Open Access Study protocol

Ask: a health advocacy program for adolescents with an intellectual disability: a cluster randomised controlled trial

Nicholas Lennox1*, Robert Ware12, Suzanne Carrington3, Michael O’Callaghan1, Gail Williams2, Lyn McPherson1 and Chris Bain14

Author Affiliations

1 Queensland Centre for Intellectual and Developmental Disability, The University of Queensland, Mater Hospital, Raymond Terrace, South Brisbane Qld 4101, Australia

2 School of Population Health, The University of Queensland, Herston Qld 4006, Australia

3 School of Learning & Professional Studies, Queensland University of Technology, Victoria Park Road, Kelvin Grove Qld 4059, Australia

4 Genetics and Population Health Division, Queensland Institute of Medical Research, Brisbane, Queensland, Australia

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BMC Public Health 2012, 12:750  doi:10.1186/1471-2458-12-750

Published: 7 September 2012

Abstract

Background

Adolescents with intellectual disability often have poor health and healthcare. This is partly as a consequence of poor communication and recall difficulties, and the possible loss of specialised paediatric services.

Methods/Design

A cluster randomised trial was conducted with adolescents with intellectual disability to investigate a health intervention package to enhance interactions among adolescents with intellectual disability, their parents/carers, and general practitioners (GPs). The trial took place in Queensland, Australia, between February 2007 and September 2010. The intervention package was designed to improve communication with health professionals and families’ organisation of health information, and to increase clinical activities beneficial to improved health outcomes. It consisted of the Comprehensive Health Assessment Program (CHAP), a one-off health check, and the Ask Health Diary, designed for on-going use. Participants were drawn from Special Education Schools and Special Education Units. The education component of the intervention was delivered as part of the school curriculum. Educators were surveyed at baseline and followed-up four months later. Carers were surveyed at baseline and after 26 months. Evidence of health promotion, disease prevention and case-finding activities were extracted from GPs clinical records. Qualitative interviews of educators occurred after completion of the educational component of the intervention and with adolescents and carers after the CHAP.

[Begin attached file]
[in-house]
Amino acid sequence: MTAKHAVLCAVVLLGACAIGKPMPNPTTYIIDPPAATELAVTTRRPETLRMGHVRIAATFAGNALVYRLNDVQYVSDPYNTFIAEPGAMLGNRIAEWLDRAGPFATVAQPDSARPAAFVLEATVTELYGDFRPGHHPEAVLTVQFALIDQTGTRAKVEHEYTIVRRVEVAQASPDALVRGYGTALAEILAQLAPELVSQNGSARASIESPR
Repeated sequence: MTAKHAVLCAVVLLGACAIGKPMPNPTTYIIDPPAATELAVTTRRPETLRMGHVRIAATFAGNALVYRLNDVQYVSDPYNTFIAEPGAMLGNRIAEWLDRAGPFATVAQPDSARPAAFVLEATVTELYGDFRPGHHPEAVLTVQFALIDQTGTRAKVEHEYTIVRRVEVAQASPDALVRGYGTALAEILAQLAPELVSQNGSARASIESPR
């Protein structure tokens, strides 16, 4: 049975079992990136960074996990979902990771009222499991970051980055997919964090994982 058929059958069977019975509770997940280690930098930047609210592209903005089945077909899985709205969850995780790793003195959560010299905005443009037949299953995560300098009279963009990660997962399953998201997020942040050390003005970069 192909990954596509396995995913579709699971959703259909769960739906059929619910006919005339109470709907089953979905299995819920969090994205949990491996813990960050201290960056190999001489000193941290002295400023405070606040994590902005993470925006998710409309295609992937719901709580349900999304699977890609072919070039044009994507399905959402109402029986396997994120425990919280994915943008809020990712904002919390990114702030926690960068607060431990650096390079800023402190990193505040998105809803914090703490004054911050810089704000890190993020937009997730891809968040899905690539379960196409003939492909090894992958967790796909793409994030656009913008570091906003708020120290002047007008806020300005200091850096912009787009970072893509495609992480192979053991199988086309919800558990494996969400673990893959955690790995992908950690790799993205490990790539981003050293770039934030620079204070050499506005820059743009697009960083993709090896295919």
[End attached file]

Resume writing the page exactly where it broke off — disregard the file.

Discussion

Adolescents with intellectual disability have difficulty obtaining many health services and often find it difficult to become empowered to improve and protect their health. The health intervention package proposed may aid them by augmenting communication, improving documentation of health encounters, and improving access to, and quality of, GP care. Recruitment strategies to consider for future studies in this population include ensuring potential participants can identify themselves with the individuals used in promotional study material, making direct contact with their families at the start of the study, and closely monitoring the implementation of the educational intervention.

Trial Registration Number

ClinicalTrials.gov Identifier: NCT00519311

Keywords:
Intellectual disability; Health advocacy; Adolescent; School-based intervention; Doctor patient relations; Primary health care; General Practitioner; Health diary; Health check